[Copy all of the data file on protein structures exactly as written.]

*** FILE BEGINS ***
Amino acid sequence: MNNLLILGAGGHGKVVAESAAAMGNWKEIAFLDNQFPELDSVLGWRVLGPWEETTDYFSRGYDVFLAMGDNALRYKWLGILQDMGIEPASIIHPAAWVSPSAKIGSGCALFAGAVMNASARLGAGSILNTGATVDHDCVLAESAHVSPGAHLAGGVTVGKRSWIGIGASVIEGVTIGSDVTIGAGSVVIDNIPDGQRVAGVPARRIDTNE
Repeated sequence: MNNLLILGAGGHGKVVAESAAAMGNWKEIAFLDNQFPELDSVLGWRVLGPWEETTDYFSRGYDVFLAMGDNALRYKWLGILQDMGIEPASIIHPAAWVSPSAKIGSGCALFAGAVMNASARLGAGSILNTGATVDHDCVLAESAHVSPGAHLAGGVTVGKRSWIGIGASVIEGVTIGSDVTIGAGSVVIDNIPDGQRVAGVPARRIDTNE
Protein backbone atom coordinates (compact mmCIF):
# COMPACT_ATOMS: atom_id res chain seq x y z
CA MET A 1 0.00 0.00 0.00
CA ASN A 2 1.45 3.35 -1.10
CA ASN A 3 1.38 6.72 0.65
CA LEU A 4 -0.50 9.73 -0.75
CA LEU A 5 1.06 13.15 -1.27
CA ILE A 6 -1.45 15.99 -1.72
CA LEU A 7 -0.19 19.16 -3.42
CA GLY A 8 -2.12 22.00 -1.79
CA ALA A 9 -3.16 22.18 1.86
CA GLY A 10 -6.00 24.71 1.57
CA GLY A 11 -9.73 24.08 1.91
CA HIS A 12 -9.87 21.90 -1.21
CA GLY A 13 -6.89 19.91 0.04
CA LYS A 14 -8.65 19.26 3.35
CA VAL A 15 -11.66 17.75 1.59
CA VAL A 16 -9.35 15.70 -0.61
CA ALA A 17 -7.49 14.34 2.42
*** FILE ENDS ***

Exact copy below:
Amino acid sequence: MNNLLILGAGGHGKVVAESAAAMGNWKEIAFLDNQFPELDSVLGWRVLGPWEETTDYFSRGYDVFLAMGDNALRYKWLGILQDMGIEPASIIHPAAWVSPSAKIGSGCALFAGAVMNASARLGAGSILNTGATVDHDCVLAESAHVSPGAHLAGGVTVGKRSWIGIGASVIEGVTIGSDVTIGAGSVVIDNIPDGQRVAGVPARRIDTNE
Repeated sequence: MNNLLILGAGGHGKVVAESAAAMGNWKEIAFLDNQFPELDSVLGWRVLGPWEETTDYFSRGYDVFLAMGDNALRYKWLGILQDMGIEPASIIHPAAWVSPSAKIGSGCALFAGAVMNASARLGAGSILNTGATVDHDCVLAESAHVSPGAHLAGGVTVGKRSWIGIGASVIEGVTIGSDVTIGAGSVVIDNIPDGQRVAGVPARRIDTNE
Protein backbone atom coordinates (compact mmCIF):
# COMPACT_ATOMS: atom_id res chain seq x y z
CA MET A 1 0.00 0.00 0.00
CA ASN A 2 1.45 3.35 -1.10
CA ASN A 3 1.38 6.72 0.65
CA LEU A 4 -0.50 9.73 -0.75
CA LEU A 5 1.06 13.15 -1.27
CA ILE A 6 -1.45 15.99 -1.72
CA LEU A 7 -0.19 19.16 -3.42
CA GLY A 8 -2.12 22.00 -1.79
CA ALA A 9 -3.16 22.18 1.86
CA GLY A 10 -6.00 24.71 1.57
CA GLY A 11 -9.73 24.08 1.91
CA HIS A 12 -9.87 21.90 -1.21
CA GLY A 13 -6.89 19.91 0.04
CA LYS A 14 -8.65 19.26 3.35
CA VAL A 15 -11.66 17.75 1.59
CA VAL A 16 -9.35 15.70 -0.61
CA ALA A 17 -7.49 14.34 2.42